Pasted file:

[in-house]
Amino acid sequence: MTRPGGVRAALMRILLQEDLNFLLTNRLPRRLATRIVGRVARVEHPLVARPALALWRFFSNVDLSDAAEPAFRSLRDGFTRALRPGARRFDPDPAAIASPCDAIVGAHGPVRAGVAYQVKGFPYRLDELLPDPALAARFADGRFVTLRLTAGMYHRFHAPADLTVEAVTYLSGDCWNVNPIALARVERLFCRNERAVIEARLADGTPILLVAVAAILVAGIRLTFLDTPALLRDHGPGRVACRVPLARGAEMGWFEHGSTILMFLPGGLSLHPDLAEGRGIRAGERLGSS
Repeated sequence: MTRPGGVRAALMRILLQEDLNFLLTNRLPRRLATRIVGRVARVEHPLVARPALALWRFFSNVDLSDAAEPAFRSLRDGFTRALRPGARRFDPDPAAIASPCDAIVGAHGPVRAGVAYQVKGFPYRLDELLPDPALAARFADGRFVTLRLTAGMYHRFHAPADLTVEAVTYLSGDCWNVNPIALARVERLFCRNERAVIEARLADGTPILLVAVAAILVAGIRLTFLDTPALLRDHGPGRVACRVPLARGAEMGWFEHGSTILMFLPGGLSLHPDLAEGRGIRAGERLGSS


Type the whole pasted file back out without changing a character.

[in-house]
Amino acid sequence: MTRPGGVRAALMRILLQEDLNFLLTNRLPRRLATRIVGRVARVEHPLVARPALALWRFFSNVDLSDAAEPAFRSLRDGFTRALRPGARRFDPDPAAIASPCDAIVGAHGPVRAGVAYQVKGFPYRLDELLPDPALAARFADGRFVTLRLTAGMYHRFHAPADLTVEAVTYLSGDCWNVNPIALARVERLFCRNERAVIEARLADGTPILLVAVAAILVAGIRLTFLDTPALLRDHGPGRVACRVPLARGAEMGWFEHGSTILMFLPGGLSLHPDLAEGRGIRAGERLGSS
Repeated sequence: MTRPGGVRAALMRILLQEDLNFLLTNRLPRRLATRIVGRVARVEHPLVARPALALWRFFSNVDLSDAAEPAFRSLRDGFTRALRPGARRFDPDPAAIASPCDAIVGAHGPVRAGVAYQVKGFPYRLDELLPDPALAARFADGRFVTLRLTAGMYHRFHAPADLTVEAVTYLSGDCWNVNPIALARVERLFCRNERAVIEARLADGTPILLVAVAAILVAGIRLTFLDTPALLRDHGPGRVACRVPLARGAEMGWFEHGSTILMFLPGGLSLHPDLAEGRGIRAGERLGSS